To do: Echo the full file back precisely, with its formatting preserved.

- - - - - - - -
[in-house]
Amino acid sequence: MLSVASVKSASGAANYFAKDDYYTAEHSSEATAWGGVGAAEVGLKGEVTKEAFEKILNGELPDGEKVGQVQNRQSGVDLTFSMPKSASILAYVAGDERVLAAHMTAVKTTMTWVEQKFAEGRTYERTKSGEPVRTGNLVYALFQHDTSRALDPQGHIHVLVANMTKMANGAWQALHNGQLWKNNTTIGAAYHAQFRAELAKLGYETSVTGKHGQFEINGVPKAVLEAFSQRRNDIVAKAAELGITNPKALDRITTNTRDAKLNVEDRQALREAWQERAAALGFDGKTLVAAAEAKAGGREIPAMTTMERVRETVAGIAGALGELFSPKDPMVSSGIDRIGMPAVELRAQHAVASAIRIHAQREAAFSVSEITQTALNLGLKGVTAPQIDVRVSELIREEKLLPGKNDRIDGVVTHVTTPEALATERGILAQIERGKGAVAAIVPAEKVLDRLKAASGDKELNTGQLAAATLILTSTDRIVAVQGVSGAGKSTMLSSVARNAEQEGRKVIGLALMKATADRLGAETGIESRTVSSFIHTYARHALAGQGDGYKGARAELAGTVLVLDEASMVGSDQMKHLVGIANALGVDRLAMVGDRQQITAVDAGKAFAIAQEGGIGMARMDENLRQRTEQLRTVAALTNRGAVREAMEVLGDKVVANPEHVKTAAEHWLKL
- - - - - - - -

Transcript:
[in-house]
Amino acid sequence: MLSVASVKSASGAANYFAKDDYYTAEHSSEATAWGGVGAAEVGLKGEVTKEAFEKILNGELPDGEKVGQVQNRQSGVDLTFSMPKSASILAYVAGDERVLAAHMTAVKTTMTWVEQKFAEGRTYERTKSGEPVRTGNLVYALFQHDTSRALDPQGHIHVLVANMTKMANGAWQALHNGQLWKNNTTIGAAYHAQFRAELAKLGYETSVTGKHGQFEINGVPKAVLEAFSQRRNDIVAKAAELGITNPKALDRITTNTRDAKLNVEDRQALREAWQERAAALGFDGKTLVAAAEAKAGGREIPAMTTMERVRETVAGIAGALGELFSPKDPMVSSGIDRIGMPAVELRAQHAVASAIRIHAQREAAFSVSEITQTALNLGLKGVTAPQIDVRVSELIREEKLLPGKNDRIDGVVTHVTTPEALATERGILAQIERGKGAVAAIVPAEKVLDRLKAASGDKELNTGQLAAATLILTSTDRIVAVQGVSGAGKSTMLSSVARNAEQEGRKVIGLALMKATADRLGAETGIESRTVSSFIHTYARHALAGQGDGYKGARAELAGTVLVLDEASMVGSDQMKHLVGIANALGVDRLAMVGDRQQITAVDAGKAFAIAQEGGIGMARMDENLRQRTEQLRTVAALTNRGAVREAMEVLGDKVVANPEHVKTAAEHWLKL